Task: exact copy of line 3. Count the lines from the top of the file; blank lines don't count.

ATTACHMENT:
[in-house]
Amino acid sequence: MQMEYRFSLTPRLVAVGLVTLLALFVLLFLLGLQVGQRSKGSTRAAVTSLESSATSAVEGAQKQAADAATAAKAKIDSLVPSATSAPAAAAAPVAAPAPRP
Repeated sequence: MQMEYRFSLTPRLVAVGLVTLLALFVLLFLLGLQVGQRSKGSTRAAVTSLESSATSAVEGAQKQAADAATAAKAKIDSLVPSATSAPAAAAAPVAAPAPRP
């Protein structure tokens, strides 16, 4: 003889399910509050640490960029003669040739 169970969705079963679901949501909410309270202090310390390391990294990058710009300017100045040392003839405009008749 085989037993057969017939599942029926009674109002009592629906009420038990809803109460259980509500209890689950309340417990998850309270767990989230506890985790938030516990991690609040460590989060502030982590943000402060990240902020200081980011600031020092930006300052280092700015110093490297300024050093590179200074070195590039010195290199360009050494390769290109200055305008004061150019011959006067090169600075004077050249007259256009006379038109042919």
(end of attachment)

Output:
Repeated sequence: MQMEYRFSLTPRLVAVGLVTLLALFVLLFLLGLQVGQRSKGSTRAAVTSLESSATSAVEGAQKQAADAATAAKAKIDSLVPSATSAPAAAAAPVAAPAPRP